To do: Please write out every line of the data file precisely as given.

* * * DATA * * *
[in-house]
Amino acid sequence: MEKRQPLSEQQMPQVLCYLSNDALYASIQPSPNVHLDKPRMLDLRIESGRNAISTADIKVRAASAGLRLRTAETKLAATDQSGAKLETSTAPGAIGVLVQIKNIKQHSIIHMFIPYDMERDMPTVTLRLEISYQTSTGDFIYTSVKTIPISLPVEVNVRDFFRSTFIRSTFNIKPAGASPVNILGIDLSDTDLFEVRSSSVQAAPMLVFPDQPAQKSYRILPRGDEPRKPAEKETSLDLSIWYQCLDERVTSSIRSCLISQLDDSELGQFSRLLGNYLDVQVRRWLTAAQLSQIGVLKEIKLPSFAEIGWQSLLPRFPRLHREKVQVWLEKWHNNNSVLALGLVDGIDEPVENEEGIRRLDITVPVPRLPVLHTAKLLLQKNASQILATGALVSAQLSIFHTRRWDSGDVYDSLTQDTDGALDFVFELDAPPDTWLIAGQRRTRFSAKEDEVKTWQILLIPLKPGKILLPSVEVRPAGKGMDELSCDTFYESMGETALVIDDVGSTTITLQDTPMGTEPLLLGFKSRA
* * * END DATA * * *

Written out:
[in-house]
Amino acid sequence: MEKRQPLSEQQMPQVLCYLSNDALYASIQPSPNVHLDKPRMLDLRIESGRNAISTADIKVRAASAGLRLRTAETKLAATDQSGAKLETSTAPGAIGVLVQIKNIKQHSIIHMFIPYDMERDMPTVTLRLEISYQTSTGDFIYTSVKTIPISLPVEVNVRDFFRSTFIRSTFNIKPAGASPVNILGIDLSDTDLFEVRSSSVQAAPMLVFPDQPAQKSYRILPRGDEPRKPAEKETSLDLSIWYQCLDERVTSSIRSCLISQLDDSELGQFSRLLGNYLDVQVRRWLTAAQLSQIGVLKEIKLPSFAEIGWQSLLPRFPRLHREKVQVWLEKWHNNNSVLALGLVDGIDEPVENEEGIRRLDITVPVPRLPVLHTAKLLLQKNASQILATGALVSAQLSIFHTRRWDSGDVYDSLTQDTDGALDFVFELDAPPDTWLIAGQRRTRFSAKEDEVKTWQILLIPLKPGKILLPSVEVRPAGKGMDELSCDTFYESMGETALVIDDVGSTTITLQDTPMGTEPLLLGFKSRA